A Short Biographical Dictionary of English Literature/Burnet, Gilbert

From Wikisource
Jump to: navigation, search


Burnet, Gilbert (1643-1715). -- Theologian and historian, s. of a Royalist and Episcopalian lawyer, who became a judge, and of the sister of Johnston of Warristoun, a leader of the Covenanters, was b. in Edin., and ed. at Aberdeen and at Amsterdam, where he studied Hebrew under a Rabbi. Returning to Scotland, he was successively Episcopal minister at Saltoun and Prof. of Divinity in Glasgow (1669), and was then offered, but declined, a Scotch bishopric. His energetic and bustling character led him to take an active part in the controversies of the time, and he endeavoured to bring about a reconciliation between Episcopacy and Presbytery. Going to London he was in some favour with Charles II., from whom he received various preferments. His literary reputation was greatly enhanced by the publication in 1679 of the first vol. of his History of the Reformation of the Church of England, for which he received the thanks of Parliament, and which was completed by other two vols., in 1682 and 1714. On account of a letter of reproof which he ventured to write to the King, he lost favour at Court, and the policy pursued by James II. being very repugnant to him, he betook himself in 1687 to Holland, where he became one of the advisers of the Prince of Orange. Returning to England at the Revolution, he was made Bishop of Salisbury, which office he adorned by liberal views and a zealous discharge of duty. The work by which his fame is chiefly sustained, his History of my Own Times, was, by his direction, not to be pub. until 6 years after his death. It appeared in 1723. It gives a sketch of the history of the Civil Wars and Commonwealth, and a detailed account of the immediately succeeding period down to 1713. While not free from egotism and some party feeling, it is written with a sincere desire for accuracy and fairness, and it has largely the authority of an eye-witness. The style, if somewhat lacking in dignity, is lively and picturesque. Among his other writings are a History of the Dukes of Hamilton, and an Exposition of the 39 Articles.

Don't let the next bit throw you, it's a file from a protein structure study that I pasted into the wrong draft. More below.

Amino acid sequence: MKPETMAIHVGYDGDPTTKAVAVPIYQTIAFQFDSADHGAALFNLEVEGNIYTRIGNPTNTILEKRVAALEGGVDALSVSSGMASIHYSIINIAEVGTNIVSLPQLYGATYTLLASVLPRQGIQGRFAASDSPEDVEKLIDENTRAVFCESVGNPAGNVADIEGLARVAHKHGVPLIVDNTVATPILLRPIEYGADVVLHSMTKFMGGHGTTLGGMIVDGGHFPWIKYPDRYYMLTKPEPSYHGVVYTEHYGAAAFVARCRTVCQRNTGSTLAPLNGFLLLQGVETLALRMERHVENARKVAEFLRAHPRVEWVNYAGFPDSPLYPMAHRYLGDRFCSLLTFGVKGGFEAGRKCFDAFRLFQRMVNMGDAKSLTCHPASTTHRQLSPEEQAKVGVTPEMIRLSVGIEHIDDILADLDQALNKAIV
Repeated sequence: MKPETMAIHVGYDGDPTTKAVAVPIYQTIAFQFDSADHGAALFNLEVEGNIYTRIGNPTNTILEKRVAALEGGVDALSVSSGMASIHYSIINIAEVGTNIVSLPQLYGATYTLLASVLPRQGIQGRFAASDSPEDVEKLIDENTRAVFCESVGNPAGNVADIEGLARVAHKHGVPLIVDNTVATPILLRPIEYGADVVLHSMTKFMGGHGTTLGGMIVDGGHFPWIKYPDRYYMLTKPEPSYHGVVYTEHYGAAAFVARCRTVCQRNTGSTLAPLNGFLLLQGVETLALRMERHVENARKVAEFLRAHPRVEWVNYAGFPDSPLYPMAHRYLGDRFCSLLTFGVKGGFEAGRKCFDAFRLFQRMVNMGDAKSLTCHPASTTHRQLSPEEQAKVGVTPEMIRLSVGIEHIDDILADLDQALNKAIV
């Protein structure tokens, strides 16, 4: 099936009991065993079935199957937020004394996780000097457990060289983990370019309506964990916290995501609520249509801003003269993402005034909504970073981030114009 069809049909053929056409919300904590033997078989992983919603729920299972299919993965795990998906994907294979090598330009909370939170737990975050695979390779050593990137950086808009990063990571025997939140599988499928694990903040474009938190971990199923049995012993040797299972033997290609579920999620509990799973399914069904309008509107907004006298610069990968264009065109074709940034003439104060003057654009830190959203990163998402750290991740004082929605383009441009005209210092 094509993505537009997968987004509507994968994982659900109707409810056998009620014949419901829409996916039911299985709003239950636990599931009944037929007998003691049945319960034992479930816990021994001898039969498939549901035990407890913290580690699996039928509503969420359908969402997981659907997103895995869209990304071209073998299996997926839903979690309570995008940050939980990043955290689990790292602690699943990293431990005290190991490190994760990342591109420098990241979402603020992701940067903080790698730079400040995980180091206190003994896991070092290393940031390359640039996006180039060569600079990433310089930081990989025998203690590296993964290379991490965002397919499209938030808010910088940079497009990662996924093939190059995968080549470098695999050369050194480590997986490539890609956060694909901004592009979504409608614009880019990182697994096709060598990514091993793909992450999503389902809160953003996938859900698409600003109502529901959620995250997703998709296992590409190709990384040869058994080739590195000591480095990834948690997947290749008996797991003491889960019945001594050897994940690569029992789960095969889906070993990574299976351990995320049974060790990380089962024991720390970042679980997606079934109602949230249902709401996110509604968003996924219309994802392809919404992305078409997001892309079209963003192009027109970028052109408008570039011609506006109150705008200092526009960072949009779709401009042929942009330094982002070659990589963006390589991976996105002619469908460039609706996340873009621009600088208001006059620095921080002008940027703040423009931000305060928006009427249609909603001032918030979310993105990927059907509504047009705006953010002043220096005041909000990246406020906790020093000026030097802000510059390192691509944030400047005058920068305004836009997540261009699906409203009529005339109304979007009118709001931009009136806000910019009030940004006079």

His principal works have been repeatedly printed. Clarendon Press ed. of My Own Times by Routh (1823 and 1833).